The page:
MUMBAI: A special CBI court that recently acquitted all 22 accused in the alleged fake encounter case of Sohrabuddin Shaikh and his aide Tulsiram Prajapati has said in its detailed judgement that the investigating agency failed to attribute the motive behind the killings.
Special CBI Judge S J Sharma's 358-page judgement was made available on Monday.
On December 21, the court acquitted all the 22 accused in the case citing insufficient evidence and the prosecution's failure to prove its case beyond reasonable doubt.
The court said the Central Bureau of Investigation (CBI) failed to prove any nexus between the officers and local politicians, some of whom were also accused in the case.
It said the CBI also failed to attribute any motive behind the killings and, therefore, there was no chance that the senior officials could have been part of any conspiracy.
The court also cited the testimony of Amitabh Thakur, who was the CBI's chief investigating officer in 2010, and was probing the killings of Sohrabuddin and Kausar Bi.
The judge noted that while Thakur alleged in the charge sheet that some senior officers and politicians, including BJP chief Amit Shah, made "political and monetary" benefits from the killings, but during his questioning in court, he (Thakur) said he "did not have any evidence to prove the accused facing trial" had got such benefits.
"The charge sheet drafted by PW 209 Shri Amitabh Thakur, the chief IO, has said that the motive of the accused was political and monetary benefit.
In his cross-examination, he has said that none of the 22 accused facing trial was a political beneficiary or monetarily benefited and none of them has the motive to kill Sohrabuddin.
This is also one of the circumstances which favour the Defence," the judge said.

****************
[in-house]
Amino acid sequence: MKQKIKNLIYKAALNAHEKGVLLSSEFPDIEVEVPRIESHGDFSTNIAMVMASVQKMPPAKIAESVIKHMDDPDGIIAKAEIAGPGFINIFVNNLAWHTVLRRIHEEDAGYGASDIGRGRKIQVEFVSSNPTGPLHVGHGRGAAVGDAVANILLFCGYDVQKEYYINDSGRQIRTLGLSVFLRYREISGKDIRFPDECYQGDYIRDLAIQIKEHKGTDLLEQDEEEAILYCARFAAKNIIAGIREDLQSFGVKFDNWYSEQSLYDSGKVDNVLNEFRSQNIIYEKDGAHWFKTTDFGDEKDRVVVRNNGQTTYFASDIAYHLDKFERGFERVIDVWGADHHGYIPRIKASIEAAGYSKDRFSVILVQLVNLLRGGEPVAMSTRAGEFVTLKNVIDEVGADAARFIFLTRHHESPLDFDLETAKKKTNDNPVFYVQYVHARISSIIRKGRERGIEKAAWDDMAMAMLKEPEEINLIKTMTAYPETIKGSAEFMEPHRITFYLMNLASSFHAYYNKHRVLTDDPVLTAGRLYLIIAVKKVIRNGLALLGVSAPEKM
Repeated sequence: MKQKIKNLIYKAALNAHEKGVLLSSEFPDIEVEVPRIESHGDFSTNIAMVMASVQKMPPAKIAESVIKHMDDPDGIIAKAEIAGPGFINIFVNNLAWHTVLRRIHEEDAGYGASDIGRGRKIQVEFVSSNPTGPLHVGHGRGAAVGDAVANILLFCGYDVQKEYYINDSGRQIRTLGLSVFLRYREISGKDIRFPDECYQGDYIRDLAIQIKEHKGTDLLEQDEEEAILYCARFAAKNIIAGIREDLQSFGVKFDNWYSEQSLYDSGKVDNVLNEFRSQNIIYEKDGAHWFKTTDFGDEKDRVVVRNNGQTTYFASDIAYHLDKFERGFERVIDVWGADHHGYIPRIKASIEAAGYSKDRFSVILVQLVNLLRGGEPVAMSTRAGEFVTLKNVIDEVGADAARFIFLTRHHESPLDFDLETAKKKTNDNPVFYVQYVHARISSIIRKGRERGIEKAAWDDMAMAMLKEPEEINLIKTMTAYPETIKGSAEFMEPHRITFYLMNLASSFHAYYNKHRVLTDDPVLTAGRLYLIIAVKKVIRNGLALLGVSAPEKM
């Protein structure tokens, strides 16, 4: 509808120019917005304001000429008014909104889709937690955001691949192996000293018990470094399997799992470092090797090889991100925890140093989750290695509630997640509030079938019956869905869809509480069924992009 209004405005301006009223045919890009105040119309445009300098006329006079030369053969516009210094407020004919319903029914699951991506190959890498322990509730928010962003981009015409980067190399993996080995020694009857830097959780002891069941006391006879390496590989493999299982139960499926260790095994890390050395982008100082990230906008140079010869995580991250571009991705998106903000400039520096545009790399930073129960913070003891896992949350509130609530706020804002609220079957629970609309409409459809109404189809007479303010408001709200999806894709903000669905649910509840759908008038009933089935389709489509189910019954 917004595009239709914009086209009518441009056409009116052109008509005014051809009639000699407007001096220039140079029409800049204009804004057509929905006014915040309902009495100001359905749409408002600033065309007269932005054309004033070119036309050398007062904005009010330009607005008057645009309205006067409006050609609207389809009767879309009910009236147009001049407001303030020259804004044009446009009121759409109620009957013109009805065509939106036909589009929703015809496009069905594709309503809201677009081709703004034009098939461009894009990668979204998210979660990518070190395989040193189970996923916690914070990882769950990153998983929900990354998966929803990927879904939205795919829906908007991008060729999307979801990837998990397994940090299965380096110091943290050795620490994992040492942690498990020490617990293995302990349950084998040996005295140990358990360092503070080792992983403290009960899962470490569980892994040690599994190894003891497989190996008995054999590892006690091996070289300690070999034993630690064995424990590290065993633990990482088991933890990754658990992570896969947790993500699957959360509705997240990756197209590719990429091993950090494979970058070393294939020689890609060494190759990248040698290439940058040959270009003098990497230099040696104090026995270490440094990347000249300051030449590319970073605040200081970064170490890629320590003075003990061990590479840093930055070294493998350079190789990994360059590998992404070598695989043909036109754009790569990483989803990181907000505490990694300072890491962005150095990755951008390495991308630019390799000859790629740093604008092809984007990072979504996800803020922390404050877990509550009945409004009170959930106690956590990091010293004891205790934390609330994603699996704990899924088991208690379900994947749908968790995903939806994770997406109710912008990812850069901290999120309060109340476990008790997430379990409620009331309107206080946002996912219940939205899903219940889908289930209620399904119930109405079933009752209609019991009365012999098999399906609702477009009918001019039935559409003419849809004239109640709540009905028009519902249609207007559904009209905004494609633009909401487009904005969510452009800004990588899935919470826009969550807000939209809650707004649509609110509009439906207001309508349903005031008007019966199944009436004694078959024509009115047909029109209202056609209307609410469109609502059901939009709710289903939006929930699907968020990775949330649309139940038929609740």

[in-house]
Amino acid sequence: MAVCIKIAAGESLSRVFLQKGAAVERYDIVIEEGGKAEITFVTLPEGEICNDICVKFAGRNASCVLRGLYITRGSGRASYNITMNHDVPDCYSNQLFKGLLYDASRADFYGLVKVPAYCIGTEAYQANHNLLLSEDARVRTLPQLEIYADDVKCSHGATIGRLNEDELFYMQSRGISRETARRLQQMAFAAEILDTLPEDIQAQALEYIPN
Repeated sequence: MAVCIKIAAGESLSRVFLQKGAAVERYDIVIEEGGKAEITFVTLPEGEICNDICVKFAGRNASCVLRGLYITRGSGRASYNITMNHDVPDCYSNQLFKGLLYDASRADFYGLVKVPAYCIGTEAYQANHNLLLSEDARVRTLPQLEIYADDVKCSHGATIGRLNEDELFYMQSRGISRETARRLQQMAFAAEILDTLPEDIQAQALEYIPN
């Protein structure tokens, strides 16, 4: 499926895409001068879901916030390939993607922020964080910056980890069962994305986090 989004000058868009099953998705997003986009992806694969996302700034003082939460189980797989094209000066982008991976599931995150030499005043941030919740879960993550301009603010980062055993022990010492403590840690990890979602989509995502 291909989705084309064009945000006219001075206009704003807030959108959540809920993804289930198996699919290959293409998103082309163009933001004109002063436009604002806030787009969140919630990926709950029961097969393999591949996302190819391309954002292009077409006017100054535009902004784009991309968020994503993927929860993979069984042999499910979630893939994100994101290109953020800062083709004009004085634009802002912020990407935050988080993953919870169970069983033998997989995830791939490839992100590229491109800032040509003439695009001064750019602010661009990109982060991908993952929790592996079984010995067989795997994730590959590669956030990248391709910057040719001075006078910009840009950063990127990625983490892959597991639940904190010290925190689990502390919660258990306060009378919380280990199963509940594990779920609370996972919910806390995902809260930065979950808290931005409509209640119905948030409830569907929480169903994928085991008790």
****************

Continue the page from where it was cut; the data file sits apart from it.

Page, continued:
"There was no material before me showing that any of the accused was monetarily benefited in the alleged killing," the court said.
Judge Sharma, who retired from service Monday, said in his judgement that the initial probe by the local police in Gujarat into the killings of Shaikh and his wife Kausar Bi made it out to be a case of fake encounter.
During subsequent probes by the CID and CBI, the prosecution witnesses "improved" upon their testimonies and the probe agencies, particularly the CBI, added the narrative of their existing nexus between senior police officials and local politicians, the judge said.
The CBI also claimed that Sohrabuddin and Prajapati had been extorting money from local marble traders on behalf of the police and politicians, the judge said.
However, when their relationship soured, the police and the politicians wanted Sohrabuddin and Prajapati out of their way, he said.
Judge Sharma, however, said, "On the basis of improved version of almost all witnesses, who in their earlier statement had not said anything about politicians and political nexus, somehow after a year came out with such a nexus theory".
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"I have no hesitation to conclude that the evidence which has been laid and adduced and as discussed and appreciated vividly, the prosecution has tried but has failed to prove any such politician-police nexus.
Further, there is no material proving even prima facie element of extortion from marble lobby of Rajasthan by politicians who were initially arraigned as accused by CBI investigators," he said.
While the special court judge noted that the medical evidence in the case proved that the deaths of both Sohrabuddin and Prajapati were homicidal in nature, the CBI failed to prove that the accused persons had anything to do with it.
The judge dismissed the entire narrative created by the CBI, beginning with the theory that in November 2005 Sohrabuddin, Kausar Bi and Prajapati were travelling from Indore to Hyderabad to celebrate Eid, and then, from Hyderabad to Sangli, when on November 22, they were abducted by the Gujarat ATS.
Judge Sharma said the CBI failed to provide any evidence to establish that the three had been travelling in the bus, and that they were abducted, and subsequently killed by the Gujarat and Rajasthan police.
"Having so examined the entire investigation and conducted the trial, I have no hesitation in recording that during the investigation of these offences, the CBI was doing something other than reaching the truth of the offences.
"It clearly appears that the CBI was more concerned in establishing a particular preconceived and premeditated theory rather than finding out the truth," he said.
"I have also noted the negligence of the CBI towards the material part of investigation which clearly indicate that they hurriedly completed the investigation by using replica of the earlier recorded investigation and have implicated the police persons who had no knowledge of any conspiracy.
Rather they appeared innocent," the judge added.